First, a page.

More than 1,000 sanctions levied on Jesmond-based students since 2014

Newcastle University has fined its students more than £27,000 in the past two-and-a-half academic years for anti-social behaviour, JesmondLocal has exclusively learned.

In total, 722 fines have been levied since the 2014/15 academic year to the end of January 2017, according to official data obtained by JesmondLocal using freedom of information laws.

A Newcastle University spokesperson told JesmondLocal that the money raised through fines goes into the university’s student hardship fund, used to help students who find themselves in financial difficulty or are struggling to cover essential day-to-day living costs.

Both Newcastle and Northumbria universities also pay around £25,000 per year to maintain the upkeep of Operation Oak, where police are deployed to the streets to prevent anti-social behaviour on certain nights of the year.

In the same time period, Newcastle University has imposed more than 1,000 sanctions on students in the Jesmond area alone. Students living in the NE2 post code accounted for 97.6% of all sanctions meted out by the university since 2014 for anti-social behaviour.

The actual number of students who have been sanctioned is not known, and cannot be extrapolated from the data.

The university has three levels of sanctions: an initial caution, given to students whose anti-social behaviour has been reported to the university but has not been witnessed or attended to by an external body, such as the police or council; a written warning, accompanied by a fine of £30, to students where the police or council have attended an anti-social incident; and a final written warning, where a complaint about a student’s anti-social behaviour has been received on more than one occasion.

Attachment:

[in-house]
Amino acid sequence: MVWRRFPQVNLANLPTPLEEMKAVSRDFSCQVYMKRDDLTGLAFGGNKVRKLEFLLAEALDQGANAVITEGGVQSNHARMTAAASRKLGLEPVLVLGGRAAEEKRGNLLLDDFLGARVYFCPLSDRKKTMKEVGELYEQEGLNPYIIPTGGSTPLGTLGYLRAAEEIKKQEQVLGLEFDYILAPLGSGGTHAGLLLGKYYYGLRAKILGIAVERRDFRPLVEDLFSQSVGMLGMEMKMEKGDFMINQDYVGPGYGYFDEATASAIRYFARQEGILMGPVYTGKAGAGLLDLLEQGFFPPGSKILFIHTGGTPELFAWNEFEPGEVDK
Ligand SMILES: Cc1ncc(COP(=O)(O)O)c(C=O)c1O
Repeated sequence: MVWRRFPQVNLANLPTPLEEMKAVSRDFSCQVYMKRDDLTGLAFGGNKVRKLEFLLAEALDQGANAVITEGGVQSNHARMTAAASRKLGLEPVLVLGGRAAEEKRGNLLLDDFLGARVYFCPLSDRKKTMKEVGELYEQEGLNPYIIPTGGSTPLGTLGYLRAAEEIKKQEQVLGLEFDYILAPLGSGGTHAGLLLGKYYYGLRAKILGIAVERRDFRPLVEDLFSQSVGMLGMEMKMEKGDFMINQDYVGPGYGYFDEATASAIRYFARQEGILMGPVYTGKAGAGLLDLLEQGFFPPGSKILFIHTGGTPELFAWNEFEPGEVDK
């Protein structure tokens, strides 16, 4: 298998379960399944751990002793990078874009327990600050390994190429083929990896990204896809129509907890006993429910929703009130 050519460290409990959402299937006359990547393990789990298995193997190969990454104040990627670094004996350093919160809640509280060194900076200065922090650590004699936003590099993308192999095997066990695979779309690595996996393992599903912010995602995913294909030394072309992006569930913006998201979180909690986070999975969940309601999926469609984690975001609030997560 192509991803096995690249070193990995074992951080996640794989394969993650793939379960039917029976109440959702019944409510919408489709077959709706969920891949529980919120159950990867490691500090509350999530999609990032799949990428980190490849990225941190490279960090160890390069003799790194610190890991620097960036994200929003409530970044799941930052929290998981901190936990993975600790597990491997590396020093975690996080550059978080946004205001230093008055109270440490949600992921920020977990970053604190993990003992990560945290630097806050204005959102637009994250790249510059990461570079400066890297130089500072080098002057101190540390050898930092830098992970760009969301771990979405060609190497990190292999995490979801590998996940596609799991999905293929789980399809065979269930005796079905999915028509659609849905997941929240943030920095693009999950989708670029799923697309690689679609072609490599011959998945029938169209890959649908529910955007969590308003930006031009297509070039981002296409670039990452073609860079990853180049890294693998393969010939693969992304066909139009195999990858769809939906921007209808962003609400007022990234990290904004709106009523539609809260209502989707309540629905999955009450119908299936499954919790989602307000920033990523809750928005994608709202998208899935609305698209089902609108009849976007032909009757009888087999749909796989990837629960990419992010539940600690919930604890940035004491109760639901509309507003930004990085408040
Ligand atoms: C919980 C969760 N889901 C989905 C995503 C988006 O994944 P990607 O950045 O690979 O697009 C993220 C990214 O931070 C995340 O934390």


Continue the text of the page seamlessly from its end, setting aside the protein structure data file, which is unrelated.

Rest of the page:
Noise complaints are behind almost all of the sanctions levied by the university since September 2014. A handful of general anti-social behaviour complaints have triggered sanctions, while one vandalism complaint, in the 2014/15 academic year, resulted in a sanction.

At least 32 students have been involved in more than one anti-social incident reported to Newcastle University. Already this year, the number of final warnings issued (11) has eclipsed the total handed out in the whole of the 2015/16 academic year, and is at a similar level to that in the full 2014/15 year.

In the past two academic years, warnings (where the police or council have been called to an anti-social behaviour incident the university is made aware of) have made up around 75% of sanctions.

However, so far this academic year, they have accounted for just 44% of incidents. Cautions, which are given where third parties are not called to attend an anti-social incident, have been levied in 51% of cases to the end of January 2017.

The rise in the share of cautions in the current academic year would seem to support a theory that rather than anti-social behaviour decreasing in Jesmond, incidents are not being reported to police or the council.

It also appears that some students who have been given a written warning have not been fined £30 since September 2014. In 2015/16 and 2016/17 the number of fines levied is less than the number of written warnings handed out.

On December 19th, Lesley Braiden, academic registrar at Newcastle University, said in a letter to Jesmond residents following a spate of anti-social behaviour incidents in the area that “We are reviewing the nature and severity of the sanctions we can apply when dealing with students who breach our codes of practice and bring the University into disrepute.”